An Indian court has ruled for the first time that consensual gay sex is not a crime, signalling an historic breakthrough for the country’s largely closet homosexual community, as well as anti-HIV/Aids campaigners.
Under a British colonial law, introduced by Lord Macaulay in 1860, homosexual intercourse is ranked alongside paedophilia and bestiality as “sex against nature” and punishable by up to ten years in prison.
India is one of the few democracies in the world to still have such a law.
But the Delhi High Court ruled today that applying the law - known as Section 377 of the Indian Penal Code - to consenting adults violated the Constitution and international human rights conventions.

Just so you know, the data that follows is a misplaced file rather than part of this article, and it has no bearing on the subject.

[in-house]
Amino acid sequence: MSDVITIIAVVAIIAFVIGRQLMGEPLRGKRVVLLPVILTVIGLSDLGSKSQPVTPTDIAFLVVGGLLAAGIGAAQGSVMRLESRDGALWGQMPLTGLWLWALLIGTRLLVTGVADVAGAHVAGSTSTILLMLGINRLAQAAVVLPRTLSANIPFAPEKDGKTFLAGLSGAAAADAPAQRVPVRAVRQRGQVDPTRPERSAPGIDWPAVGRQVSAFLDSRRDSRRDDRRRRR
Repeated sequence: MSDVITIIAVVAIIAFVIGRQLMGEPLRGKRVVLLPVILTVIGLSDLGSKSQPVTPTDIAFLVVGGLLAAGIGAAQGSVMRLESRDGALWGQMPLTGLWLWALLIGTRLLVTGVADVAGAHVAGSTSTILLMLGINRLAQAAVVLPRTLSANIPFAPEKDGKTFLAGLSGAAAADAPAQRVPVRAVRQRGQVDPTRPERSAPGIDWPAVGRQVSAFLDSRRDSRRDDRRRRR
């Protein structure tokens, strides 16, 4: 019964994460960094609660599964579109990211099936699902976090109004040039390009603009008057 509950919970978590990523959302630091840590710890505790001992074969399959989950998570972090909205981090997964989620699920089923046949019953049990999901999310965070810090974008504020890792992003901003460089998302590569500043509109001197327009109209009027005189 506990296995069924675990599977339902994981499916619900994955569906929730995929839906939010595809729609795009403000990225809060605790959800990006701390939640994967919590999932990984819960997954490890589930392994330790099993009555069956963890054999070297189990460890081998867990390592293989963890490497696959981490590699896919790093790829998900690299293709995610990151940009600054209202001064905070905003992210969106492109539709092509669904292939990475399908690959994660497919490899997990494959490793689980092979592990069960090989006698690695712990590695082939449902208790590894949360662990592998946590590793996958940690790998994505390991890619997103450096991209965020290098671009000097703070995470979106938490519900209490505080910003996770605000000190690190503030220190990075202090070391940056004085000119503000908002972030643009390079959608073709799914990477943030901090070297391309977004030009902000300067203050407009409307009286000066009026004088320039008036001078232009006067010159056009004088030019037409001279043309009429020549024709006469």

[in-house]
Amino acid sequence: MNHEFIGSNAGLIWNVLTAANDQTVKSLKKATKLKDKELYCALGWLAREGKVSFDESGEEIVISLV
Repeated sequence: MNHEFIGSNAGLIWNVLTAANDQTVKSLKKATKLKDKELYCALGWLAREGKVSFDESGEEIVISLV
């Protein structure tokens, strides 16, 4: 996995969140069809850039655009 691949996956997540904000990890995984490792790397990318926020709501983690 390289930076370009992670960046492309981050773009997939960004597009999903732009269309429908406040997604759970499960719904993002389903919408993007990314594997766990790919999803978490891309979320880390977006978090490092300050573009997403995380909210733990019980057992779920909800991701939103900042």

“Consensual sex amongst adults is legal which includes even gay sex and sex among the same sexes,” a two-judge bench said after considering a petition against the law for more than eight years.
The ruling is non-binding outside Delhi, and can be appealed at the Supreme Court, but is being hailed nonetheless as a landmark in an increasingly vocal campaign to have Section 377 repealed.
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